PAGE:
The infestation of the mesquite, cedar/juniper trees and bushes, can seriously effect land productivity especially in Texas and Oklahoma.
Two companies have found a way to effectively solve this problem.
Kirby-Smith and Werk-Brau have addressed the concerns of land owners and offered not only their assistance in research, but also provided some much needed help. The companies worked together to come up with the combination of a Komatsu excavator and the Werk-Brau grubber/extractor in the Kirby-Smith rental fleet to develop a solution for removing the mesquite/cedar infestation in an efficient manner. In some confined areas, grinding and mulching is a solution, dozers and root plows are also used but that process typically requires complete restoration with reseeding. When it comes to hundreds of acres with select extraction of the mesquite and cedars the Komatsu/Werk-Brau solution is more efficient with less soil damage.
Kevin Burrell, territory manager for Kirby-Smith, was approached by Clint Ward of the John E. Fish Ranch, in northwest Texas near Paduca. Ward had 180 acres on the ranch infested with mesquite and salt cedars, basically rendering the land useless. Burrell explained the benefits of the Komatsu PC200 LC-8 excavator combined with the Werk-Brau EZ-V grubber/extractor as an effective combination to not only remove the mesquite and cedar trees, but also the root ball. A single mesquite root left in the ground has the capabilities of propagating and starting a whole new plant.
“Since the Natural Resources Conservation Service (NRCS) had specified a 9 to 18 inch below surface extraction to make sure the root ball was eliminated, I pointed out that the EZ-V grubber/extractor with its V-bottom design was much more efficient than a straight edge grubber,” said Burrell. “Werk-Brau uses AR400 steel for the cutting edges and with the triple pass welds on the high stress areas, the EZ-V was the perfect attachment for PC 200 LC-8.”
The Komatsu/Werk-Brau package was rented for a little over six weeks and, according to Ward, was able to clear five acres per day with approximately 135 trees per acre.
“The acreage was classified by the NRCS as 93 percent coverage, yet the PC 200 LC-8 and the EZ-V went through it with no problems,” said Ward. “The State of Texas requires no permits for this type of vegetation clearing, but since the EZ-V grubber was to penetrate the soil 9 to 18 inches, we did check with the local utility companies to make sure there were no obstructions before we started grubbing.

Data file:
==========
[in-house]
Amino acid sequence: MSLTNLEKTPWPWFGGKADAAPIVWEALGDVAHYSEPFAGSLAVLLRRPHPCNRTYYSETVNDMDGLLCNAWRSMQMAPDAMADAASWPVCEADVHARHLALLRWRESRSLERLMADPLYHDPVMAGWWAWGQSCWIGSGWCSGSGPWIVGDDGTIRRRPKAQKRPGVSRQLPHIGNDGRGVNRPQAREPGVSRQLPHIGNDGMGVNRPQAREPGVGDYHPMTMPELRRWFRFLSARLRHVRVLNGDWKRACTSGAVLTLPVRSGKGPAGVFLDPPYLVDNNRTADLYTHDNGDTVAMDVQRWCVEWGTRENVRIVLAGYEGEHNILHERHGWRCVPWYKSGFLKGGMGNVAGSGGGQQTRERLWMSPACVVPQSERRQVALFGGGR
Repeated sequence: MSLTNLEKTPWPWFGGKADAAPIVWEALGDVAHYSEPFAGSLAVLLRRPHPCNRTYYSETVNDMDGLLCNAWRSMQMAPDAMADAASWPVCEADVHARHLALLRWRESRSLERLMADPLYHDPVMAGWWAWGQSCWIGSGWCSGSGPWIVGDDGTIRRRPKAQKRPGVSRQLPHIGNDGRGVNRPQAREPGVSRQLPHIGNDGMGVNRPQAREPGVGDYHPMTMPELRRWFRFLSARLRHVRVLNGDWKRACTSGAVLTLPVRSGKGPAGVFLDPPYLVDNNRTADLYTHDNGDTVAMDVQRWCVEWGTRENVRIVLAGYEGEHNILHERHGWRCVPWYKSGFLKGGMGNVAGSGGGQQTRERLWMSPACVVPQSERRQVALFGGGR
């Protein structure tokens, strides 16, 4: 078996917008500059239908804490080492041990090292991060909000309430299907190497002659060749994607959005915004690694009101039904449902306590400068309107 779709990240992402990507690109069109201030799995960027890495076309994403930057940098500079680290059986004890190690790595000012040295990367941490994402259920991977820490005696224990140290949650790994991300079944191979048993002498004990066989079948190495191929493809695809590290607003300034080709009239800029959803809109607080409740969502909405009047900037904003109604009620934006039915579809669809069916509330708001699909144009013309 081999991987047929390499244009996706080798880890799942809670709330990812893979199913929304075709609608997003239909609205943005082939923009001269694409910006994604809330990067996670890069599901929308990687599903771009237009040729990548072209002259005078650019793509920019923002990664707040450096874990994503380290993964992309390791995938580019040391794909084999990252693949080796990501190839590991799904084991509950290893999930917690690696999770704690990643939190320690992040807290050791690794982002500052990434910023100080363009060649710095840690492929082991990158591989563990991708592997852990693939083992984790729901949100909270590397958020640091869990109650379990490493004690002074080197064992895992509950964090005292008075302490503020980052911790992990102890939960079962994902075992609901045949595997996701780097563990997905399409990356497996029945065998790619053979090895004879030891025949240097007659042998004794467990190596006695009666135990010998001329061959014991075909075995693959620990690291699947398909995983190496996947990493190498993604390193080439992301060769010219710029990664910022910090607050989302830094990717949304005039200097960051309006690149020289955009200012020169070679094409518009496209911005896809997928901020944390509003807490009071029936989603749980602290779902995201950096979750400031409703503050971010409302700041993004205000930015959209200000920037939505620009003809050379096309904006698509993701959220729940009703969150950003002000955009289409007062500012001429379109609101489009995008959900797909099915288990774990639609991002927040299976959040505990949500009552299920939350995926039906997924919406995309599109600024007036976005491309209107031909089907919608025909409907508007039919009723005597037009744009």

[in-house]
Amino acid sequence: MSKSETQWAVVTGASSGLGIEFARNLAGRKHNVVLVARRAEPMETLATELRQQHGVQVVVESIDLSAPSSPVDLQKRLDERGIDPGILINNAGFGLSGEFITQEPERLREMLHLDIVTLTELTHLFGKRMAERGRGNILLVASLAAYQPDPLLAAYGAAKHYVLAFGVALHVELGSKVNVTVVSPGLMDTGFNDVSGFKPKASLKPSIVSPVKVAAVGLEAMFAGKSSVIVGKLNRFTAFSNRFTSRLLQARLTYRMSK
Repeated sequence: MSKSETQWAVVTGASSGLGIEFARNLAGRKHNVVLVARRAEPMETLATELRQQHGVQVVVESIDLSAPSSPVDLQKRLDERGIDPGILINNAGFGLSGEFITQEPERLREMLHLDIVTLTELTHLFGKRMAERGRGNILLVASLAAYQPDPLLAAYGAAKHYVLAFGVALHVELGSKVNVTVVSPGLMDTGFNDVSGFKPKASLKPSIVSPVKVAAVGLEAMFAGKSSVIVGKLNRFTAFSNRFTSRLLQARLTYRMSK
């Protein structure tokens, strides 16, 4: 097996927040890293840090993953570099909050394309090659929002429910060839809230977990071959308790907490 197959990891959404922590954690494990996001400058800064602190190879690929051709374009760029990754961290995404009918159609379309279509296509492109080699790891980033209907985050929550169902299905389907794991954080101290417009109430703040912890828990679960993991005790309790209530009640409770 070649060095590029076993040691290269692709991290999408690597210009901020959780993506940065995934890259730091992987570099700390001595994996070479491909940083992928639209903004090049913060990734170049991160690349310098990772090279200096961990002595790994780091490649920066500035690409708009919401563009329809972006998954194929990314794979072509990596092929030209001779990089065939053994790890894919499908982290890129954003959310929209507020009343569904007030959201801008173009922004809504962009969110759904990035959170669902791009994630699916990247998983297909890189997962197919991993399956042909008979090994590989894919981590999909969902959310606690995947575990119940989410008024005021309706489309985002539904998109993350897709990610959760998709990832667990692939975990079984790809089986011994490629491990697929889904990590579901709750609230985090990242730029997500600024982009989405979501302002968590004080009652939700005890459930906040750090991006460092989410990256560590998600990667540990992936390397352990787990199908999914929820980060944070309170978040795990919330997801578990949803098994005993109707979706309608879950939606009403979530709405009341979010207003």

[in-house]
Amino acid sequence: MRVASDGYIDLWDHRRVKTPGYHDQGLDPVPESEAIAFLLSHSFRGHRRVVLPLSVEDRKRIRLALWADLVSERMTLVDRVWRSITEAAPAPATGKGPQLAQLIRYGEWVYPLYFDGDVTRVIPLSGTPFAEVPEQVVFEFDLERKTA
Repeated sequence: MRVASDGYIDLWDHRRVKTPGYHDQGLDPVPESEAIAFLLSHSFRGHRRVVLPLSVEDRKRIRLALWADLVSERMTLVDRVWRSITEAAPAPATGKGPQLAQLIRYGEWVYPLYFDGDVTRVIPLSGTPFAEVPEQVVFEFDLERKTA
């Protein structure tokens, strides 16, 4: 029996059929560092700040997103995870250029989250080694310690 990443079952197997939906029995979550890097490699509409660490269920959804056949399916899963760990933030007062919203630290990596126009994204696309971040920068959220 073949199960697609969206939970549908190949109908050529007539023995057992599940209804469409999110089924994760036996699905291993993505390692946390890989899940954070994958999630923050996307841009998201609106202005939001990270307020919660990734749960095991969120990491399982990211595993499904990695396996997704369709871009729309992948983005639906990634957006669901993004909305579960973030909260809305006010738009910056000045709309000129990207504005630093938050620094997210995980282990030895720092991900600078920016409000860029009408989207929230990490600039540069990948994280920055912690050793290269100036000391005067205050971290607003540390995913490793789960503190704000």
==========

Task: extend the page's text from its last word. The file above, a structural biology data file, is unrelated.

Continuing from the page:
“I was most pleased with the performance of the package and if necessary, I will rent the PC 200 LC-8 and the EZ-V grubber/extractor again. I have offered to hand out Burrell’s business cards to my other ranch neighbors that have the same problem we had on the John E. Fish ranch.”
Since most states encourage brush management, Ward is working with the NRCS and the Environment Quality Incentives Program (EQIP) for financial assistance with this project.
The main reasons for brush management (mesquite and cedar) is to restore degraded rangeland, improve the cattle and wildlife habitat, increase plant diversity and overall improve of hydrologic function of the range land to make it more productive. Mesquites especially, have a tendency to send out enormous root system that soak up as much water as possible and deprive other, more beneficial vegetation. The government normally requires no permits for brush removal, except in some metropolitan areas where there may be regulation codes.
With millions of acres in jeopardy in Texas, Oklahoma and other surrounding states, there are multiple governmental subsidy programs available to address the situation. Instead of simply burning the trees and roots, there are organizations that are trying to find more profitable uses for the by products. Both the mesquite and cedars have extraneous uses ranging from furniture manufacturing to biodegradable fuels and the every famous mesquite smoked meat products. The reduction/eradication of the cedars will also help millions of people that suffer from cedar pollen driven asthma attacks.
For more information, call George Denny at 405/782-7185 or email [email protected]
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